It is better to do simpler procedures within the abilities of the local system and to teach these procedures to local surgeons. Total joint arthroplasty and complex reconstruction have a place in the developing world, but I have also seen the disastrous results of a well-meant procedure that the local system cannot handle.
Politely refusing to do any surgery that is beyond the scope of the local system is clearly in the best interests of the patient, the hospital, and the local doctors. In the grand scheme, it is far better to exhibit restraint and practice within the abilities of the system.
Medical liability insurance
Some insurance providers are now providing coverage for both short-term and long-term medical missionaries. Companies such as Adams and Associates International (http://www.aaintl.com) are developing new products to help protect those serving the underprivileged in the developing world. Interestingly, many surgeons carry this insurance to protect themselves not from the foreign nationals but more from the other expatriate citizens working in the country.
Adams and Associates estimates the cost of this insurance is $4.35 to $8.75 per day on a per diem basis. The cost of insurance for those stationed abroad is $700 to $1,800 per year. The company also offers travel, medical, and other insurance products to the traveling orthopaedic surgeon.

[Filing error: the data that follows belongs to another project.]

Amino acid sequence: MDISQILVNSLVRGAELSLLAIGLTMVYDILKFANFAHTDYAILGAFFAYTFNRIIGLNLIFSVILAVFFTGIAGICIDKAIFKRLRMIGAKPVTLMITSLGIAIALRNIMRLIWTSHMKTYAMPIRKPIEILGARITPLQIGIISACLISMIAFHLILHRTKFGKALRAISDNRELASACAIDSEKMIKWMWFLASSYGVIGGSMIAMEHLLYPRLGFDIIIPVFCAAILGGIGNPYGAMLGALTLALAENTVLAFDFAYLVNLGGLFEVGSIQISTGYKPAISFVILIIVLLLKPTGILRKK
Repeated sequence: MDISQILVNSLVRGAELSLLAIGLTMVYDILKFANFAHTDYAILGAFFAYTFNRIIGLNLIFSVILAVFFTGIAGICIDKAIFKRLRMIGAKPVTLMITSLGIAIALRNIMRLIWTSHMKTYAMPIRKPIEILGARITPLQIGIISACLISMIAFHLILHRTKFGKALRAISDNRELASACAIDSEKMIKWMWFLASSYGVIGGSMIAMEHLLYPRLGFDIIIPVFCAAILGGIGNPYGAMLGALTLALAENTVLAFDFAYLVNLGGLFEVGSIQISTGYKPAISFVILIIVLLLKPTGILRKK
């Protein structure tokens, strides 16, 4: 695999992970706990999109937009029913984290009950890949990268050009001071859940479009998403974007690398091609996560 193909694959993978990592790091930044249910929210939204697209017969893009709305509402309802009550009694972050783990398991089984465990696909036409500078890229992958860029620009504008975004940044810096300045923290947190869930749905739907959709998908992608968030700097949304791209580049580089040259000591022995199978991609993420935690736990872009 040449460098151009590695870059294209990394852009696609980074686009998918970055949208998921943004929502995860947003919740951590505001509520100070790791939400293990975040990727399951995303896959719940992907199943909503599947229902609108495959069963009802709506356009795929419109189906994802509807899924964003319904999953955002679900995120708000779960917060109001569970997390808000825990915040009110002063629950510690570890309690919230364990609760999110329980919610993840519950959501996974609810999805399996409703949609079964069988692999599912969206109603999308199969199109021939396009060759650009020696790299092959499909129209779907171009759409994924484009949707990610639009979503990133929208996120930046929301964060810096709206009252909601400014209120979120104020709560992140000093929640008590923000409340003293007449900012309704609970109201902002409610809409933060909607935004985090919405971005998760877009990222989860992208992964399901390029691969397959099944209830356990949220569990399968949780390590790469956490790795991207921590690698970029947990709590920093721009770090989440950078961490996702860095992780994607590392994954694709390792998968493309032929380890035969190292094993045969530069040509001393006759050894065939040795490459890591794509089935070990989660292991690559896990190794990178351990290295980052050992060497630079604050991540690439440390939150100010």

Lloyd’s of London offers “claims-made” coverage to humanitarian organizations, but this often costs several thousand dollars. The insurance is backed by a trust through the International Helpers (Guernsey) Trust. They will insure physicians, other medical personnel, and mission-sending organizations.
Don’t let it stop you!
Orthopaedic surgeons are in a unique position to help the underprivileged around the world. With our talents, we can help restore the function and livelihood of many injured and debilitated people so that they can support their families and return to a productive life. The need is so great, any effort that we make will have an incredible impact—especially when a visiting orthopaedic surgeon teaches techniques to the local surgeons.
I have been to developing countries in Asia, eastern Europe, and Africa, and I would not trade those experiences for anything! Although medical liability may be an increasing problem in the developing world, I encourage you to participate in these opportunities whenever you can.
Douglas W. Lundy, MD, FACS, is a member of the AAOS Medical Liability Committee and editor of the Orthopaedic Risk Manager articles in AAOS Now. He can be reached at firstname.lastname@example.org
The AAOS Medical Liability Committee welcomes your comments and input on Orthopaedic Risk Manager articles. E-mail them to email@example.com or contact this issue’s contributors directly.